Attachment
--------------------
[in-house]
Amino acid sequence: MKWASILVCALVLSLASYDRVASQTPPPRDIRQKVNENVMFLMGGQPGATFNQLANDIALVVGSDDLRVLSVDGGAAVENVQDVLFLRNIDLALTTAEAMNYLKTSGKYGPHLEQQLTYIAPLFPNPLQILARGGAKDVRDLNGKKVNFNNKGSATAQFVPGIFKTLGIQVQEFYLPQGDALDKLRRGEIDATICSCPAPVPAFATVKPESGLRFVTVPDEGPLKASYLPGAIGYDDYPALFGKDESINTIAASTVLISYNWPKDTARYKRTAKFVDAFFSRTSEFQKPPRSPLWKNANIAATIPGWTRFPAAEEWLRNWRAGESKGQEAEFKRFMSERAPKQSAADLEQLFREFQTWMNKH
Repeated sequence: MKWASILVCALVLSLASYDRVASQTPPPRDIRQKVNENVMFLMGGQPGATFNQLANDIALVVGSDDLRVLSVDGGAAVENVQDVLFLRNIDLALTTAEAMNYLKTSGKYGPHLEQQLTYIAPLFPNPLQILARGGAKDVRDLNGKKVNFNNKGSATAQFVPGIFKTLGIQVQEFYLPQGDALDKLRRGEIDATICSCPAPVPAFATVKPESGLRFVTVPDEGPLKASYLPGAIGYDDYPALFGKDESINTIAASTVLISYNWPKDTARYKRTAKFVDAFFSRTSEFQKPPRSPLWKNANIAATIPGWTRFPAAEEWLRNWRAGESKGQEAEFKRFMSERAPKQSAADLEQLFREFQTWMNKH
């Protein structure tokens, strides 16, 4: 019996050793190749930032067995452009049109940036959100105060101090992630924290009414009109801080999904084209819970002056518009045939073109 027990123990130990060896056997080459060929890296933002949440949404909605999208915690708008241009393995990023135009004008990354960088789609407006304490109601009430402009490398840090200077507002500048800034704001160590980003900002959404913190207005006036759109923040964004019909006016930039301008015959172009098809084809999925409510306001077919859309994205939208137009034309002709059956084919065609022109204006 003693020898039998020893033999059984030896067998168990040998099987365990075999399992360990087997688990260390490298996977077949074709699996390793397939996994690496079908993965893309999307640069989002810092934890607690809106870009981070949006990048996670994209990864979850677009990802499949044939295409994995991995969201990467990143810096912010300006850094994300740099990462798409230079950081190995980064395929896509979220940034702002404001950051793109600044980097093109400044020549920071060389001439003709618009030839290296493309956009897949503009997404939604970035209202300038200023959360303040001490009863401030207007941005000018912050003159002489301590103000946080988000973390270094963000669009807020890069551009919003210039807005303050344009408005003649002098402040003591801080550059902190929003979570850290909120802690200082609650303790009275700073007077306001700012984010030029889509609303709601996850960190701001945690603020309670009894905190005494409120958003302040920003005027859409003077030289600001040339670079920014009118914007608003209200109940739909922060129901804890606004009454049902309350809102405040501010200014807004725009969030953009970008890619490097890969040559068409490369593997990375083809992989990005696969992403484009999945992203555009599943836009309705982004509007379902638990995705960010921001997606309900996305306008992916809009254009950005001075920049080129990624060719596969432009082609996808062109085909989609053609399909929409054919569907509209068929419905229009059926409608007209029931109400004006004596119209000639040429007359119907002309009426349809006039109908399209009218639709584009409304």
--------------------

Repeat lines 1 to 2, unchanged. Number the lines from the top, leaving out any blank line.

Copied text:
[in-house]
Amino acid sequence: MKWASILVCALVLSLASYDRVASQTPPPRDIRQKVNENVMFLMGGQPGATFNQLANDIALVVGSDDLRVLSVDGGAAVENVQDVLFLRNIDLALTTAEAMNYLKTSGKYGPHLEQQLTYIAPLFPNPLQILARGGAKDVRDLNGKKVNFNNKGSATAQFVPGIFKTLGIQVQEFYLPQGDALDKLRRGEIDATICSCPAPVPAFATVKPESGLRFVTVPDEGPLKASYLPGAIGYDDYPALFGKDESINTIAASTVLISYNWPKDTARYKRTAKFVDAFFSRTSEFQKPPRSPLWKNANIAATIPGWTRFPAAEEWLRNWRAGESKGQEAEFKRFMSERAPKQSAADLEQLFREFQTWMNKH